Saturday, April 25, 2015

Travels With Charley - Part II

Welcome to Kingman
Get Your Kicks on Route 66

Actually to be precise the Buick did not blow up in Kingman, Arizona but outside of Kingman. That particular day we saw Kingman three times. When we drove into the town on Route 66 just before dawn the car was knocking, and we again needed gas. Fortunately this time a station was open. There was no self serve in those days except for illegally siphoning it. You pulled in, waited for a gas jockey to make it out to your car, said fill it up with regular, and check the oil. Then we all made a dash for the bathrooms. They were always gross. But in the Route 66 days there were no rest stops with or without facilities.

The attendant said the Buick was two quarts low. He added oil and some STP oil treatment stuff in case we had a crankshaft leak. The Buick was a year old and had just been serviced by the dealer in Albuquerque. We were all a bit road weary. Nobody questioned the information until the first long steep hill on the California bound side of Kingman when there was a big bang and then flames.

This was the 60's so there was also no cell phone. In this day and age with six coeds there would have been six cellphones. Out west there wasn't anything between towns and the towns were few and far between. No Google Maps, no roadside emergency telephones, no gps. But we were not worried about that just then. We were looking for anything to put out the flames. Oh, and no bottled water. In much of Arizona no water at all. You bought soda pop from the vending machines when you stopped for fuel.

There was a lot of sand. And any engine gloriously in flames would not be hurt by sand. So while Penny and I flung sand on the flames, and the others unloaded the trunk and car of our worldly possessions we didn't notice the pickup with the three men pull up. "You little ladies need any help there?" one asked. In 64 we were still fighting for civil rights for blacks (they were blacks then) and nobody had considered equal rights for women. When we heard the question we all stopped and noticed there was hardly an inch of the pickup which did not have an Elect Goldwater for President bumper sticker, so good we didn't argue the little lady comment. The passenger got out a fire extinguisher, and more effectively put out the fire. I quietly walked to the back bumper to peel off the Kennedy sticker (we had not yet replaced it with Johnson) to find it covered with a Goldwater sticker. 

Penny caught my eye about then and I shrugged and smiled. We did know one young Republican. In point of fact, Penny was dating him. We all stared in disbelief with our political conversion, but grateful, very grateful about then. Coats were surrendered to stupid but freezing college girls and our bags flung in the back of the pickup. And we climbed in on top. Except for Bunny and Penny who got to sit up front. Then back to Kingman to get the car towed. "It should be cooled down by now," we were informed by the pickup driver, who bought us good Republican ladies breakfast at the Frontier Cafe while we waited for the Buick dealership just down the block to open.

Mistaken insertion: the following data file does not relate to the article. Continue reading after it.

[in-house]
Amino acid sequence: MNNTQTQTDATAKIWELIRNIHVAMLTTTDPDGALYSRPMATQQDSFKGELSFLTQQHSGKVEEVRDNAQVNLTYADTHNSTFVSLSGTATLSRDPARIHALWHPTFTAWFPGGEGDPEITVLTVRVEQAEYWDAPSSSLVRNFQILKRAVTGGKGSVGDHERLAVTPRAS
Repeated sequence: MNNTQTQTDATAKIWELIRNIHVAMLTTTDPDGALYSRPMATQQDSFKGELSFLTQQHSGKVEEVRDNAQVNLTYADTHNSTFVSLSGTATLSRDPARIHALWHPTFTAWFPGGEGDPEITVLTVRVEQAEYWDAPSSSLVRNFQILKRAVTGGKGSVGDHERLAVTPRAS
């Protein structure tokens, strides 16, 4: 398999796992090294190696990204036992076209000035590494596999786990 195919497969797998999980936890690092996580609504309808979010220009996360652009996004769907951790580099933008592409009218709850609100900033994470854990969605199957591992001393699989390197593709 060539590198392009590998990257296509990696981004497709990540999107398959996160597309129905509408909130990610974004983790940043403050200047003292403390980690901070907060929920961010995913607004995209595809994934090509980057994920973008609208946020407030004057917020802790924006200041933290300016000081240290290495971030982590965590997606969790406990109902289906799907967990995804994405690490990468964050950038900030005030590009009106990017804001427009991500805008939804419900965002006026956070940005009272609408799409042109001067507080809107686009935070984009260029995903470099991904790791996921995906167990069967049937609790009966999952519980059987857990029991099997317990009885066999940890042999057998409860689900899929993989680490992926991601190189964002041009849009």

Seems like we spent a lot of time in the Frontier that morning waiting for an assessment by the mechanic, "It's toast. Your block is cracked. Threw a rod through the oil pan. Hence the flames." And the verdict. "No half blocks available. There's a strike on. Can't tell you when it would be fixed. There's a strike on."

We dumped all our money in the middle of the table. Funds were not equal but clearly we couldn't all catch the train. There was a Greyhound bus. We could afford that, but then have no money for our three days in Los Angeles let alone the trip back to school. We were all out of the dorm on a lie. Calling our parents was not an option unless we wanted to start putting ourselves through college.



The Princess, I really cannot remember her name, had the most money and obviously the most moxie because she called her parents and got money wired to her to catch a small commuter plane. To be fair she surrendered her extra funds to us so we could afford the train, but the next train was going back to college. It didn't leave until later in the day.

Throwing caution totally to the winds we decided to try our luck at hitchhiking. There were four of us after Marge chickened out. Marge, never one of us, said she was going to take her share of the joint funds, and take the bus back to Albuquerque. Omens were not good. The rest of us agreed we would try hitchhiking for two hours, and if we had not gotten a ride we would take the train back to UNM. And defeat.

But we figured our chances were good to get to California. We were after all not on a back road but Route 66. America's highway. We picked a sunny and well traveled spot. Made ourselves comfortable on our luggage and launched in to the first round of Get Your Kicks on Route 66

And that is when Charley, who worked for the Pontiac plant which was also on strike, cruised into our lives. He designed interiors for the luxury cars and was on his first ever vacation without mother. "I can take you to LA if you are willing to tour Hoover Dam and Las Vegas for a couple hours on the way."

He looked like he needed company so we said yes.

To be continued.








2 comments:

  1. I can't wait! I really must write my share of similar adventures. To this day I pick up hitch hikers whenever I can.

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